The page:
In CD38KO mice, brain tissue NAD+ levels have been observed to be up to 10 fold higher than in wild type mice, although the rate of NAD+ consumption by CD38 may vary greatly depending on the brain region (Aksoy et al., 2006; Long et al., 2016). Interestingly, Camacho-Pereia and colleagues showed CD38 levels not only increase with age but also correlate with a decline of NAD+, suggesting CD38 might be the major cause of the decline of NAD+ during normal aging (Camacho-Pereira et al., 2016). Surprisingly, our lab found CD38KO mice to have dramatically higher PAR levels (particularly in neurons) and decreased PARG activity when compared to WT mice. These findings suggest CD38KO mouse studies might be difficult to interpret due to complexities derived from alterations in several enzymes involved in NAD+ catabolism as a result of knocking out the constitutively expressed CD38 gene (Long et al., 2016).
Uncontrolled PARP1 activation has been proposed to deplete intracellular NAD+ and ATP (Fouquerel et al., 2014; Szabo and Dawson, 1998). To regulate PARP1 activation, PARG (nuclear/cytoplasmic) and AHR3 (predominantly mitochondrial) degrade PAR, which can have toxic effects (Dumitriu et al., 2004; Mashimo et al., 2013). It has been suggested that the free PAR polymers is the major toxic molecule generated by the combined activity of PARP1 and PARG (Andrabi et al., 2006). Several reports suggested that many types of PAR structures could play a crucial role in stress-dependent signaling processes in vivo (Dawson and Dawson, 2004; Hong et al., 2004). However, most free or protein-associated PAR polymers are rapidly degraded in vivo to ADPr (Jacobson et al., 1983). In the nucleus and cytoplasm, PARG is the predominant PAR glycohydrolase, reportedly acting as an endoglycohydrolase, hydrolyzing off chunks of PAR from the protein, as well as an exoglycohydrolase, releasing ADPr (Wang et al., 2014).
Recently, Niere and colleagues discovered that ARH3 and not PARG is responsible for degrading PAR to ADPr in the mitochondrial matrix (Niere et al., 2012). ARH3 has also been postulated to play a protective role against parthanatos in the cytoplasm and nucleus (Mashimo et al., 2013). In this theory, PARG acts as an endoglycohydrolase, releasing PAR fragments from proteins in the nucleus, allowing translocation of PAR from the nucleus to the cytoplasm. To counteract this, ARH3 hydrolyzes the detached PAR, releasing ADPr, preventing PAR induced AIF translocation to the nucleus and subsequent cell death via parthanatos (Mashimo et al., 2013).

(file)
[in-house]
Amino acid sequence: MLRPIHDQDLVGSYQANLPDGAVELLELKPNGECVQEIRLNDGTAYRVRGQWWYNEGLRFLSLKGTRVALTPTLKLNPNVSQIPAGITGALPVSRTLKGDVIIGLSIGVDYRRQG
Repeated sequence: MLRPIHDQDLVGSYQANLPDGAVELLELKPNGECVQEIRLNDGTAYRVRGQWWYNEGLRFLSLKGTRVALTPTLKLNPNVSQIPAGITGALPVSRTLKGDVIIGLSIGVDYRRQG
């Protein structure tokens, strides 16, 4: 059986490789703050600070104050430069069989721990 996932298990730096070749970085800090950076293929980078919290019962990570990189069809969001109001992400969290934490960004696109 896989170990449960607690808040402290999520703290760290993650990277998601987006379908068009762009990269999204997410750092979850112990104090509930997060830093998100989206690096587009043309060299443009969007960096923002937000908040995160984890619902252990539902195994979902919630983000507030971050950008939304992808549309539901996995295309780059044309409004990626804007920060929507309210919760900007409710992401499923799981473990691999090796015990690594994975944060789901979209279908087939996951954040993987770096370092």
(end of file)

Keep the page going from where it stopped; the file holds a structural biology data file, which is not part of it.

8. NUDIX hydrolase, enzyme controlling cellular and mitochondrial ADP-ribose levels
The intracellular levels of ADPr are tightly controlled by specific ADPr hydrolases, which hydrolyze ADPr to adenosine monophosphate (AMP) and D-ribose 5-phosphate; thereby, limiting free ADPr accumulation (Fernandez et al., 1996; Ribeiro et al., 1995). This family of enzymes catalyze the hydrolysis of a nucleoside
diphosphate linked to another moiety x, hence the acronym “NUDIX” (Mildvan et al., 2005). For NUDIX hydrolases to be active, Mg2þ or a similar cofactor (e.g. Zn2þ) must bind to NUDIX (Zha et al., 2006). Cloning and expression of human cDNA coding for proteins with NUDIX motifs have revealed two human ADPr hydrolases: NUDT5, an ADP-sugar pyrophosphatase (Gasmi et al., 1999), and NUDT9, an ADPr pyrophosphatase (Perraud et al., 2003). While NUDT9 is highly specific for ADPr, NUDT5 only has a preference for ADPr and can also hydrolyze other ADP-sugar conjugates (Zha et al., 2008).
The human NUDT9 gene gives rise to two alternatively spliced mRNAs, NUDT9a and NUDT9b (Li et al., 2002). NUDT9a possesses a putative mitochondrial targeting sequence and accumulates in mitochondria, while NUDT9b is a cytosolic enzyme (Lin et al., 2002; Perraud et al., 2003). Thus, NUDT9 can play an important role in cellular bioenergetic metabolism, particularly under stressed conditions that can lead to high levels of mitochondrial ADPr.
This is important since free ADPr has been reported to be a competitive inhibitor of NADH oxidation at complex I of the electron transport chain (Zharova and Vinogradov, 1997). Similarly, in rat ventricular myocytes ADPr was reported to inhibit ATP-sensitive Kþ channels (Kwak et al., 1996). Additionally, excessive cytosolic ADPr, cADPr, NAADP, OAADPr, and ADPrP are potential agonists along with ROS, and Ca2þ of the transient receptor potential melastatin 2 (TRPM2) ion channel by binding to the channels NUDT9-H domain. Opening of the TRPM2 ion channel is important for Ca2þ signaling; although, overactivation can cause an influx of Ca2þ, leading to inflammation through chemokine recruitment, and ROS (Grubisha et al., 2006; Shimizu et al., 2013; Toth et al., 2015; Yamamoto and Shimizu, 2016). Interestingly, TRPM2-mediated neuronal death in ischemic brain injury is dimorphic, with TRPM2 knockdown only protecting male brains (Shimizu et al., 2013).